Fewer Americans are starting their own business, a study finds.
U.S. entrepreneurial activity fell from 12.4 percent of the total workforce in 2005 to 9.6 percent in 2007, according to a joint study by Babson and Baruch Colleges.
Despite the decline, the nation's rate of entrepreneurship was 50 percent higher than in other comparable countries, the study reported.
While more businesses were founded in the United States than in other countries last year, many aren't expected to grow or create new jobs over the next five years.
Opportunity remained the biggest motivator for starting a business, though the percentage of entrepreneurs who launched a start-up out of necessity rose from 12.1 percent in 2005 to 15.6 percent in 2007, the study found.
Minorities continued to show higher rates of entrepreneurship than within the general population. Researchers said employment discrimination could be a contributing factor. The study found that more than 70 percent of African Americans and more than 72 of Mexican Americans started businesses after feeling they were rejected for a job because of their ethnicity.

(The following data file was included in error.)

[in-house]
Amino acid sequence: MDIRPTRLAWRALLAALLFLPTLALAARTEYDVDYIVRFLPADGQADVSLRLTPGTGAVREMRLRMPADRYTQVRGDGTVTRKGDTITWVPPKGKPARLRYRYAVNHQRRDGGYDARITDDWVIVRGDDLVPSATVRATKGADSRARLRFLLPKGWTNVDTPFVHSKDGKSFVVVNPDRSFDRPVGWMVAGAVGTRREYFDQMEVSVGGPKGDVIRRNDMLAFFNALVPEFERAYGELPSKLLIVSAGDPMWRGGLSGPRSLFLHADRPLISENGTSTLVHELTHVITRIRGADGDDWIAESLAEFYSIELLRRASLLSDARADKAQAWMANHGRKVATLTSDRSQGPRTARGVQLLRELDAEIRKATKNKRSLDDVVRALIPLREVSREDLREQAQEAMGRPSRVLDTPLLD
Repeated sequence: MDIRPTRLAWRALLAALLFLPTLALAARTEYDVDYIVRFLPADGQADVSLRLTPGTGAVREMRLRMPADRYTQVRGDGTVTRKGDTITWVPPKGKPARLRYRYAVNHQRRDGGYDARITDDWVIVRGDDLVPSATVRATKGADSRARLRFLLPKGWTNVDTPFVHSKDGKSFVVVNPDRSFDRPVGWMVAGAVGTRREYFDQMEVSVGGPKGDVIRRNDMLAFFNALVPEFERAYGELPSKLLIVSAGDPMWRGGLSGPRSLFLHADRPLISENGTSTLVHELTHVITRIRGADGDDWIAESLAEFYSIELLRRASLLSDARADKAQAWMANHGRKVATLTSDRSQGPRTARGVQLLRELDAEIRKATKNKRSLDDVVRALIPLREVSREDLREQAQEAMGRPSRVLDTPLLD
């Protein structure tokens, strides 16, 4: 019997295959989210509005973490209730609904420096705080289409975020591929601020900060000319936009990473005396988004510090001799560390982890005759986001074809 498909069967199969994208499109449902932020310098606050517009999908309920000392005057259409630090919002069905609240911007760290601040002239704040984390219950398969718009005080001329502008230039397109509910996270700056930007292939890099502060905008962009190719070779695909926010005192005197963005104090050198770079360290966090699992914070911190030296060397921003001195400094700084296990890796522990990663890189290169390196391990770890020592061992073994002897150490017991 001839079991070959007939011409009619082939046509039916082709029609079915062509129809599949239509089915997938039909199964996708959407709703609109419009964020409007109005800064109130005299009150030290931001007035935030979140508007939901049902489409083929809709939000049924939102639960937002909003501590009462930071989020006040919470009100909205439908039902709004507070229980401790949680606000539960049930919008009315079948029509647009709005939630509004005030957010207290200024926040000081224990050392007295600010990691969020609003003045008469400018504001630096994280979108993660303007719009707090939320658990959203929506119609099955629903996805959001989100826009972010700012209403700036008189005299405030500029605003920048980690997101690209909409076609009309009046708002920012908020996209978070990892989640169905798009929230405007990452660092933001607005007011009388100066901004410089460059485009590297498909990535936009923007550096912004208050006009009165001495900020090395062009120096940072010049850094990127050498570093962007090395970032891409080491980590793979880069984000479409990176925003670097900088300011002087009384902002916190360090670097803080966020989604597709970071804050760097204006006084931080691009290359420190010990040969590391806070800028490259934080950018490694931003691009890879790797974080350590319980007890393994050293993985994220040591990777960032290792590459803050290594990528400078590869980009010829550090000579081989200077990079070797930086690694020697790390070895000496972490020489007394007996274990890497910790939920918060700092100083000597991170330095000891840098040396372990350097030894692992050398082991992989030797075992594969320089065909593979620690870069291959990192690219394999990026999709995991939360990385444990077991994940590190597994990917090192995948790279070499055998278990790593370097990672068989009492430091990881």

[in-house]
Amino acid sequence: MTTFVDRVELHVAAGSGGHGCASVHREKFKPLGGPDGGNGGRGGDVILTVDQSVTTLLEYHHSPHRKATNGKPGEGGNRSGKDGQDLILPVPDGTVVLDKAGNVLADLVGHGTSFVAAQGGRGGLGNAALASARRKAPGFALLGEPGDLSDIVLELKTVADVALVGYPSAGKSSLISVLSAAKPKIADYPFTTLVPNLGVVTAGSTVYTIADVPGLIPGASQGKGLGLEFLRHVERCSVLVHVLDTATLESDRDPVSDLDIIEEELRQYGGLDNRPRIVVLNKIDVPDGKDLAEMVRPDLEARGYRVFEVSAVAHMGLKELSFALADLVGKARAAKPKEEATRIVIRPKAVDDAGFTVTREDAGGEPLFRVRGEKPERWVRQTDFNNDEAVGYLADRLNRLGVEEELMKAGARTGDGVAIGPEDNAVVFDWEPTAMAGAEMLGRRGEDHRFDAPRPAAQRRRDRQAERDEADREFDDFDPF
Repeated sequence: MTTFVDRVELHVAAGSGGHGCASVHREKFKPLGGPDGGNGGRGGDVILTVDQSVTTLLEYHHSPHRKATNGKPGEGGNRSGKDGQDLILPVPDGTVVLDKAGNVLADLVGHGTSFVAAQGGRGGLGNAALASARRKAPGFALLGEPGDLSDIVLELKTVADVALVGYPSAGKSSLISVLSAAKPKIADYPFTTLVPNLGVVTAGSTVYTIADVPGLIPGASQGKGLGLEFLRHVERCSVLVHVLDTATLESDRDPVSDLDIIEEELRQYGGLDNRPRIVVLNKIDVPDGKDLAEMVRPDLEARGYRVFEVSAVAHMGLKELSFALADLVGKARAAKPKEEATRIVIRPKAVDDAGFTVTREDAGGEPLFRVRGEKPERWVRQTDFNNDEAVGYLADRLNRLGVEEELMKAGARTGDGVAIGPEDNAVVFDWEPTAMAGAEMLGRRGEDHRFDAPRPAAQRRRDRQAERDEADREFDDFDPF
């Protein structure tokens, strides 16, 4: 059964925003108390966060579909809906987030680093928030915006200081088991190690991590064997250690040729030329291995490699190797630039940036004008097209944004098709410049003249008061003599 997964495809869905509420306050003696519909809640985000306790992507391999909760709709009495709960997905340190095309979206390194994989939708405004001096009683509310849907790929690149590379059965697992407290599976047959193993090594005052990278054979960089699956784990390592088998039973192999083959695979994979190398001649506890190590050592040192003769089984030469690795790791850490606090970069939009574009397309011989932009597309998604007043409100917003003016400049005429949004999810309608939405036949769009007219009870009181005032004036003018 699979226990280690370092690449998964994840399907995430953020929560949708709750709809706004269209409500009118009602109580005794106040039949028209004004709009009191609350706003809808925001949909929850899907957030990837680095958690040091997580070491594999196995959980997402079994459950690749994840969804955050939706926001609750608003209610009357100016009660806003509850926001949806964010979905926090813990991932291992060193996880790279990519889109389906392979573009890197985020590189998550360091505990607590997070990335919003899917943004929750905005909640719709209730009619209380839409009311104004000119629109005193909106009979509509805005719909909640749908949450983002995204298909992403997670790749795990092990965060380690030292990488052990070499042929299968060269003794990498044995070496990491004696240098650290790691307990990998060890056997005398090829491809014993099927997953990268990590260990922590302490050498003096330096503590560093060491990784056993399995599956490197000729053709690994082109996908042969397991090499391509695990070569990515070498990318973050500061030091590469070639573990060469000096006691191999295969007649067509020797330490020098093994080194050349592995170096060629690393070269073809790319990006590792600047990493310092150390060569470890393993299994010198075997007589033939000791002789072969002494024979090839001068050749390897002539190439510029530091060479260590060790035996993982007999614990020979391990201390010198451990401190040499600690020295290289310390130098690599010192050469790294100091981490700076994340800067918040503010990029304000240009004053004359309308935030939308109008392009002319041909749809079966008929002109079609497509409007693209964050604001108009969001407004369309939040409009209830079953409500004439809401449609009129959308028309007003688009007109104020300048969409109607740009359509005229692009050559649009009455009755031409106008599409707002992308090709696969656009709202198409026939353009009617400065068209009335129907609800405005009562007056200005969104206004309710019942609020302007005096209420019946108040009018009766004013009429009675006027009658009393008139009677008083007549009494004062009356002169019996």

Venuri Siriwardane's work has appeared on Inc.com, and in the Newark, New Jersey Star-Ledger, USA Today, and The Philadelphia Inquirer, among other publications.
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